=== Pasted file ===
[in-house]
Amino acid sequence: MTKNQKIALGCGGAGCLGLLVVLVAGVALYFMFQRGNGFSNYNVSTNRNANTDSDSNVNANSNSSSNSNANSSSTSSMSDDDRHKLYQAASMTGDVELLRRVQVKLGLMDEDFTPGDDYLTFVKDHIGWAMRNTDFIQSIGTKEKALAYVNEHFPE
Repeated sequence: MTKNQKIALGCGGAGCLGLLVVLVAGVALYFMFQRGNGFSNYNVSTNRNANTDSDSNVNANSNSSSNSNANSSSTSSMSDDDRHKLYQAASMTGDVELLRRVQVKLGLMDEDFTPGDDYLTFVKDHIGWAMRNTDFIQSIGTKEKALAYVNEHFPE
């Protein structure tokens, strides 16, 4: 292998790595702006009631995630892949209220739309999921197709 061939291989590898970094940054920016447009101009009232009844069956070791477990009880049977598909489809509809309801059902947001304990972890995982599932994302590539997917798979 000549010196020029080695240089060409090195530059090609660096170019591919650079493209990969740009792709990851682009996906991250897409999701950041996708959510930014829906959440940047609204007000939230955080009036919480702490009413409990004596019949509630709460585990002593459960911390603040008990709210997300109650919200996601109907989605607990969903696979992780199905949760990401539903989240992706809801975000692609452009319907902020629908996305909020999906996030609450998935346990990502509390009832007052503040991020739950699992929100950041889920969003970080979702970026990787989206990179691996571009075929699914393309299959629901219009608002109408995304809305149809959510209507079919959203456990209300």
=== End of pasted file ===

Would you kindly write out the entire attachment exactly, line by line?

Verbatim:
[in-house]
Amino acid sequence: MTKNQKIALGCGGAGCLGLLVVLVAGVALYFMFQRGNGFSNYNVSTNRNANTDSDSNVNANSNSSSNSNANSSSTSSMSDDDRHKLYQAASMTGDVELLRRVQVKLGLMDEDFTPGDDYLTFVKDHIGWAMRNTDFIQSIGTKEKALAYVNEHFPE
Repeated sequence: MTKNQKIALGCGGAGCLGLLVVLVAGVALYFMFQRGNGFSNYNVSTNRNANTDSDSNVNANSNSSSNSNANSSSTSSMSDDDRHKLYQAASMTGDVELLRRVQVKLGLMDEDFTPGDDYLTFVKDHIGWAMRNTDFIQSIGTKEKALAYVNEHFPE
């Protein structure tokens, strides 16, 4: 292998790595702006009631995630892949209220739309999921197709 061939291989590898970094940054920016447009101009009232009844069956070791477990009880049977598909489809509809309801059902947001304990972890995982599932994302590539997917798979 000549010196020029080695240089060409090195530059090609660096170019591919650079493209990969740009792709990851682009996906991250897409999701950041996708959510930014829906959440940047609204007000939230955080009036919480702490009413409990004596019949509630709460585990002593459960911390603040008990709210997300109650919200996601109907989605607990969903696979992780199905949760990401539903989240992706809801975000692609452009319907902020629908996305909020999906996030609450998935346990990502509390009832007052503040991020739950699992929100950041889920969003970080979702970026990787989206990179691996571009075929699914393309299959629901219009608002109408995304809305149809959510209507079919959203456990209300």